Chad’s economic partnerships with emerging countries are mostly with China and India and focus on areas of the economy neglected by traditional partners – the European Union (EU), the United States and Japan. Though Chad produces oil, neither country appears to be interested in its raw material wealth, and the partnership is based on FDI, diplomacy, investment in production facilities and to a lesser extent selling their products. The tie-up with China is also part of Beijing’s efforts to marginalise Chinese Taipei’s presence in Africa. Chad is one of the few African countries to have broken off relations with Beijing (1997) after recognising the government in Taipei. India has a long-term continental strategy and also seeks a market for its products.

China is helping to fund an oil refinery being built at Djarmaya (45 kilometres from N’Djamena) and the laying of a 311-kilometre pipeline to carry crude from the Rônier and Mimosa oilfields at the rate of 20 000 barrels a day (with a maximum of 60 000 barrels a day). Work began in July 2009 with the aim of refining 1 million tonnes of crude a year from June 2011. China has a 60% stake in the project through the CNPC and the government has 40%, which it paid for with a loan from Libya. Since Chad is landlocked, the refined oil will be sold on the local market and to neighbouring countries, starting with Niger and the CAR. The refinery will also supply N’Djamena with about 20 megawatts (MW) of electricity. To date, no official figure has been given for the realisation of this project.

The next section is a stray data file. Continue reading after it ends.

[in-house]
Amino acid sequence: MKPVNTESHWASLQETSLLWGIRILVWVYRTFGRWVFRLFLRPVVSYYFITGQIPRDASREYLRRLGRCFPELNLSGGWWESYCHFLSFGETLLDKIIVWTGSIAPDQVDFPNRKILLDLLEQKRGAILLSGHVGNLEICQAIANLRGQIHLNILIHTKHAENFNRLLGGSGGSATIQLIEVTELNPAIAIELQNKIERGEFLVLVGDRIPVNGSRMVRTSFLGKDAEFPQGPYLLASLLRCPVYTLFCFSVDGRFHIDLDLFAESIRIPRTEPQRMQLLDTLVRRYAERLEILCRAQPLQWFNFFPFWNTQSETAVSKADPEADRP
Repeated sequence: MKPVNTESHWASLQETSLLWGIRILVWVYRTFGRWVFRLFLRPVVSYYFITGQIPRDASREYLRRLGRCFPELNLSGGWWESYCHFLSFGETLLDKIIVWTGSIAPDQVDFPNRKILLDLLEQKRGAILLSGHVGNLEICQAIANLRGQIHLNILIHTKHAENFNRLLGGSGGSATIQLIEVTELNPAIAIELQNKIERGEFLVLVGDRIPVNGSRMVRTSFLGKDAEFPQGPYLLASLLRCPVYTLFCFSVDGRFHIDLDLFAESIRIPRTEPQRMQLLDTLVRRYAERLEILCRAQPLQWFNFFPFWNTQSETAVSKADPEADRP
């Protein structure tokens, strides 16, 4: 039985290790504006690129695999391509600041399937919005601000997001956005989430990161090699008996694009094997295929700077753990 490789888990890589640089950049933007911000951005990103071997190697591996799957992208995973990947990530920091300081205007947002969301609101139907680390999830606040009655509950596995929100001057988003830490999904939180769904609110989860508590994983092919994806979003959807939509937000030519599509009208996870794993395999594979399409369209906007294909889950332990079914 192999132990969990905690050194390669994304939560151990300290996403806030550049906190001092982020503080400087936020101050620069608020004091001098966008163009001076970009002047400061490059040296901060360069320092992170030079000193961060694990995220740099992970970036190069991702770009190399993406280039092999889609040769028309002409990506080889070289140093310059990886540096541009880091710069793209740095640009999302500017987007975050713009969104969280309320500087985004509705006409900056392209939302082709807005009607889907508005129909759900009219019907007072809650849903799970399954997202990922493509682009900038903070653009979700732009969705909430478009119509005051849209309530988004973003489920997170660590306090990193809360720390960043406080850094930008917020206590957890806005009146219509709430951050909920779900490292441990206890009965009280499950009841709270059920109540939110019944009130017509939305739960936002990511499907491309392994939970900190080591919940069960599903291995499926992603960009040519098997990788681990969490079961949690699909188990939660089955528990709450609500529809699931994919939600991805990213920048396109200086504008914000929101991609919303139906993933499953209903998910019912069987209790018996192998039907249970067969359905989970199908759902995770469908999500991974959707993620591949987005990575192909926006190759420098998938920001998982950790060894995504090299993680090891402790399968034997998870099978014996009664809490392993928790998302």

A Chinese firm, CAMC Engineering, is building an XAF 37 billion (USD 81.3 million) cement factory in the southwestern town of Baoaré by June 2011, the first time since independence that the country will be producing cement. Annual output will be 200 000 tonnes, partly meeting the country’s needs of between 800 000 and 1 000 000 tonnes.

Another Chinese company, Soluxe International, a subsidiary of the Huayou Group, is building a USD 150 million, 25 square-kilometre industrial park in Djarmaya, which will include hotels, factories making polypropylene fabrics, pressure vessels and plastic and a liquefied petroleum gas (LPG) bottling plant. China will pay for the whole project.

India is focusing on production facilities under its pan-African programme TEAM-9 (Techno Economic Approach for Africa-India Movement), which has loaned Chad USD 50 million over 20 years at 2.5% interest with five years grace. The Chadian government will contribute factory shells. The credit line, through the EXIM Bank, has already funded construction of a tractor assembly plant in N’Djamena, opened in November 2009 and turning out nine tractors a day (an annual production of 2 853 units), and renovation and reopening in December 2009 of a cotton mill at Sarh with an annual output of 8.5 tonnes of thread, 80% of it for export. Also planned are a fruit-juice factory in the southern town of Doba, a plant producing rebar and a bicycle factory. The government fully owns all the factories built under the TEAM-9 programme but equipment and inputs are all imported from India or from Indian-owned firms. India plans to extend its aid soon to the pharmaceutical sector.